Inderscience Publishers

Evaluating the role of vegetation on the ventilation performance in isolated deep street canyons

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Vegetation is generally considered as an essential component for a sustainable city as it helps improve its microclimate environment and reduce greenhouse gases emissions. However, there is some evidence suggesting that adverse effects may be caused by tree–planting in shallow urban street canyons. Accordingly, we intended to investigate whether similar observations are found for different canyon geometries, i.e., canyons with aspect ratios higher than 1. Also, we attempted to investigate how the air quality varies with different tree planting densities by using CO as a representative for gas pollutant emitted from vehicle sources. The findings derived from CFD models indicate that tree planting elevates the CO levels inside canyons. Increasing the tree planting density can deteriorate the ventilation performance of canyons and to a greater extent for those with lower aspect ratios. However, the change in ventilation performance is less sensitive to a change in tree planting density at high planting densities. Accordingly, the decision in relation to tree planting in deep canyons should be weighed against other benefits like cooling effect, and energy saving. The findings should be of great value to urban planners in planning a sustainable city.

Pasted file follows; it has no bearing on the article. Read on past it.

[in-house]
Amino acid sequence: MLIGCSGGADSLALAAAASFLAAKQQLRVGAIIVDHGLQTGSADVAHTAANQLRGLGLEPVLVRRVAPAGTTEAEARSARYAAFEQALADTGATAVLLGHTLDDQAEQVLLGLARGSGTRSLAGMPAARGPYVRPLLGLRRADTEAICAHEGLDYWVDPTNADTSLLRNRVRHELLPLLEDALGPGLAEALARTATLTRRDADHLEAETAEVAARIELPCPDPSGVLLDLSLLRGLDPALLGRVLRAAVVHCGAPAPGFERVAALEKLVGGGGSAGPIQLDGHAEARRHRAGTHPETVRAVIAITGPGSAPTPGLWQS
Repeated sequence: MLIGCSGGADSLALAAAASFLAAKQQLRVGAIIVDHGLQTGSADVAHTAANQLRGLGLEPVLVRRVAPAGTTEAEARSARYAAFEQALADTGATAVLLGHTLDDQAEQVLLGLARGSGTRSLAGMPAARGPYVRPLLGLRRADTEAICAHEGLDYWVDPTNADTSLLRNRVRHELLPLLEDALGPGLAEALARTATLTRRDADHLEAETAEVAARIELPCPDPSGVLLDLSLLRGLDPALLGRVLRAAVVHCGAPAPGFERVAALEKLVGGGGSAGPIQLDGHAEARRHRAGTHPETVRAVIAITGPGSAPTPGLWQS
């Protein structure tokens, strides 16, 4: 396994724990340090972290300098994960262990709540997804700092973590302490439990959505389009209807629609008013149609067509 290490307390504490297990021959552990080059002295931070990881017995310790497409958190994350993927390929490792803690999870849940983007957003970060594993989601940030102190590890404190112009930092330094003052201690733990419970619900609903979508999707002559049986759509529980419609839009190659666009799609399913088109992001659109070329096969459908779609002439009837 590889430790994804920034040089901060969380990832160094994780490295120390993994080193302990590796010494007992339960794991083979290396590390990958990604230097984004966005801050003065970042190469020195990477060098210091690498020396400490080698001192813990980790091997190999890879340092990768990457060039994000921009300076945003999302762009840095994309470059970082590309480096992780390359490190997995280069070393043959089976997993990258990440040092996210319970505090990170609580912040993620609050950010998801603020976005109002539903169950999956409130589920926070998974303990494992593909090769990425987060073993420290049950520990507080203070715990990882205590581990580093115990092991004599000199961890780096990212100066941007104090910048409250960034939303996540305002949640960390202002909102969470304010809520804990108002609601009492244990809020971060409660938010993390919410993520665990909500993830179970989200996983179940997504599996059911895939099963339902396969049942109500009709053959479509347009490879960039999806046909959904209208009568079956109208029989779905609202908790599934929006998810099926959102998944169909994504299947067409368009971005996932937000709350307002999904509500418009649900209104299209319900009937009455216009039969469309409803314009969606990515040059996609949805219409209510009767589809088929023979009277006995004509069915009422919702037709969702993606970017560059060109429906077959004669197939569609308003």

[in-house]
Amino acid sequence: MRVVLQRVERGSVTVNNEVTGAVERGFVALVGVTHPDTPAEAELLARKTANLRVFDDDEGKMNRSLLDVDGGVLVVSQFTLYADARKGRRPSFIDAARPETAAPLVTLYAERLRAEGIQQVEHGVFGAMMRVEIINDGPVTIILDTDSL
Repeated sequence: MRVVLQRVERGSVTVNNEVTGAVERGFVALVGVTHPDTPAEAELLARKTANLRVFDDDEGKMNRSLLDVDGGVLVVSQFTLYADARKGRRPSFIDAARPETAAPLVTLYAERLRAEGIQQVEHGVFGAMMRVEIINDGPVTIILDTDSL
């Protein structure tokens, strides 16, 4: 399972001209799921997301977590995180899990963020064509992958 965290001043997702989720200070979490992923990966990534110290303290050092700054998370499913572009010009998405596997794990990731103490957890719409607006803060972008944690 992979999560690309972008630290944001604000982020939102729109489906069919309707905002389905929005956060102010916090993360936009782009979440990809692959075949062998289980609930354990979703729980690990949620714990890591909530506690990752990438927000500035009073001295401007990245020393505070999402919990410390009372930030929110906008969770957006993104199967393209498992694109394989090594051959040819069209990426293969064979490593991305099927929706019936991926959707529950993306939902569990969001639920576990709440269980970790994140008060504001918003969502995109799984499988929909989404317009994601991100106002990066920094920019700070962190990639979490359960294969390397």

Keywords: deep street canyons, tree planting, air quality, vegetation, pollutants dispersion, computational fluid dynamics, CFD, atmospheric dispersion modelling, air pollution, sustainable cities, microclimate, greenhouse gases, GHG emissions, shallow street canyons, urban areas, planting densities, vehicle emissions, ventilation performance, cooling effect, energy saving, urban planning

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